Packard Twelve Convertible Sedan

It is incredible to consider the rapid development of the motor car in the United States, from the one-cylinder buggies of the late-1800s to the multi-cylinder conveyances of the 1930s. The original Packard Twin Six was introduced for 1916 and became extremely popular with motorists of means. A decade after its discontinuation in 1922, the new Twin Six was introduced. Shortly after, the name was dropped in favor of the “Twelve,” in order to signify the substantive styling and engineering refinements embodied in the new model. Although the Twelve displaced an additional 49 cubic inches, or 12% more than the Twin Six, the horsepower output was almost doubled from 90 to 175, and it was a completely modern engine in a completely modern automobile.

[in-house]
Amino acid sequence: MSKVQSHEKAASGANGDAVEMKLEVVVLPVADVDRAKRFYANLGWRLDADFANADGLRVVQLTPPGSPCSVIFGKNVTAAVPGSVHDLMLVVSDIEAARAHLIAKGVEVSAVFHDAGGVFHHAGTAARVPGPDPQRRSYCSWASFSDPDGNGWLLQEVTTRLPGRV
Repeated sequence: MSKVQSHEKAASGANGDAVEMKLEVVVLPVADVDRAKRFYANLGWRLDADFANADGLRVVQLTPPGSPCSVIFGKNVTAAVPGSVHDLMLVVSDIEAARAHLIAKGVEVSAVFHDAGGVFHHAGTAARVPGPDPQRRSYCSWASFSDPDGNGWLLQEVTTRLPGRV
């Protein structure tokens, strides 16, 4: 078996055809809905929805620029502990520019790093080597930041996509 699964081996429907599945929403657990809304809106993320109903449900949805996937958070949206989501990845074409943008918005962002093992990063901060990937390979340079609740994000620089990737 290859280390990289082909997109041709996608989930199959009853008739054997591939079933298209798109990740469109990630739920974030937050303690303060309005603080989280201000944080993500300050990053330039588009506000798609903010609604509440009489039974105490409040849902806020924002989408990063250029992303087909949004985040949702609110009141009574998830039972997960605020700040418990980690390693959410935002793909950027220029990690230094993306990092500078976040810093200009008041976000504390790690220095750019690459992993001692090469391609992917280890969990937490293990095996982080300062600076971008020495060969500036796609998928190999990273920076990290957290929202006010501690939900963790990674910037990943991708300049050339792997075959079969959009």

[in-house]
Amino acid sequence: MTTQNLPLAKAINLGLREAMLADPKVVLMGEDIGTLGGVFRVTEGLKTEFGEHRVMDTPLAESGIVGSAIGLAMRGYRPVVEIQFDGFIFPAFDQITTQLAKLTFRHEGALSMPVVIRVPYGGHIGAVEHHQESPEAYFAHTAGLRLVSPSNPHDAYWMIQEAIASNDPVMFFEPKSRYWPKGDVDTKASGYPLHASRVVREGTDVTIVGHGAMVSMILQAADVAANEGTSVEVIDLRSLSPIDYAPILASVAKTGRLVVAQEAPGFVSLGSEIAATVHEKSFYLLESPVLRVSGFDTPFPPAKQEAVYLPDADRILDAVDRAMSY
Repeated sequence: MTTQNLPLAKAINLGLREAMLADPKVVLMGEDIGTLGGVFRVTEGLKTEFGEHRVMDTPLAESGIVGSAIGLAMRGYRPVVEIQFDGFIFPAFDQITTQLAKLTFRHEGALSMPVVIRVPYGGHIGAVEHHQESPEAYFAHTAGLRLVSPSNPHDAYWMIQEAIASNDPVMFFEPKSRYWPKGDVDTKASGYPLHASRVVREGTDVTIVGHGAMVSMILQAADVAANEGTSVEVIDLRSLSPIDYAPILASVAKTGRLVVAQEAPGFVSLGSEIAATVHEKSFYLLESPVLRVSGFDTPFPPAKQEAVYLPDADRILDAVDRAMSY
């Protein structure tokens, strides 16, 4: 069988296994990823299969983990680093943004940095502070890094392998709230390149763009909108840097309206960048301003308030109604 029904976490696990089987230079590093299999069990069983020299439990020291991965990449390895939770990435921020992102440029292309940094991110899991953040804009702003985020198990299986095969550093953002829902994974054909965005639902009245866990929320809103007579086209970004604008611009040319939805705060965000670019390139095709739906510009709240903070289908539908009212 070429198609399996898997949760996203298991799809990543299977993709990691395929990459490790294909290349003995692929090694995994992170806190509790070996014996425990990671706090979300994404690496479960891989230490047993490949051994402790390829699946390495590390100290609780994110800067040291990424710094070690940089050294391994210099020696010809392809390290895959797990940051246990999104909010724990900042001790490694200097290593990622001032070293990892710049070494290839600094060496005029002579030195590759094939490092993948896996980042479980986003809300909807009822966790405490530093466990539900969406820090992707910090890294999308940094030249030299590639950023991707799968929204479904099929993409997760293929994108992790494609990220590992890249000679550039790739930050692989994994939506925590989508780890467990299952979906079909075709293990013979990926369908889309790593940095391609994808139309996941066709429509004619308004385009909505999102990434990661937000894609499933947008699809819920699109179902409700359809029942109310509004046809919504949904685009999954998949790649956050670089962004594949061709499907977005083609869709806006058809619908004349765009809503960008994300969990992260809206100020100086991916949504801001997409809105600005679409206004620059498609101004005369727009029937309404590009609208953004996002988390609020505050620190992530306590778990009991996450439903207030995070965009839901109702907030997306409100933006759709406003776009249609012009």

The Twelve would remain Packard’s prestige leader through the end of the 1930s, along the way gradually adopting more streamlined styling with full pontoon fenders and bullet-like headlights. It continued to boldly remind drivers of other cars that they need only “ask the man who owns one” to learn why the Detroit automaker remained the choice of America’s most prominent citizens.

Part of the RM Auctions event in in Michigan in July, 2010 and in Arizona in January, 2013.

175 bhp, 473 cu. in. V-12 engine, three-speed manual transmission, independent front suspension with coil springs, solid axle rear suspension with longitudinal leaf springs, and four-wheel hydraulic drum brakes. Wheelbase: 139 in.

Source: RM Auctions
Photo Credit: Copyright Darin Schnabel and Theo Civitello

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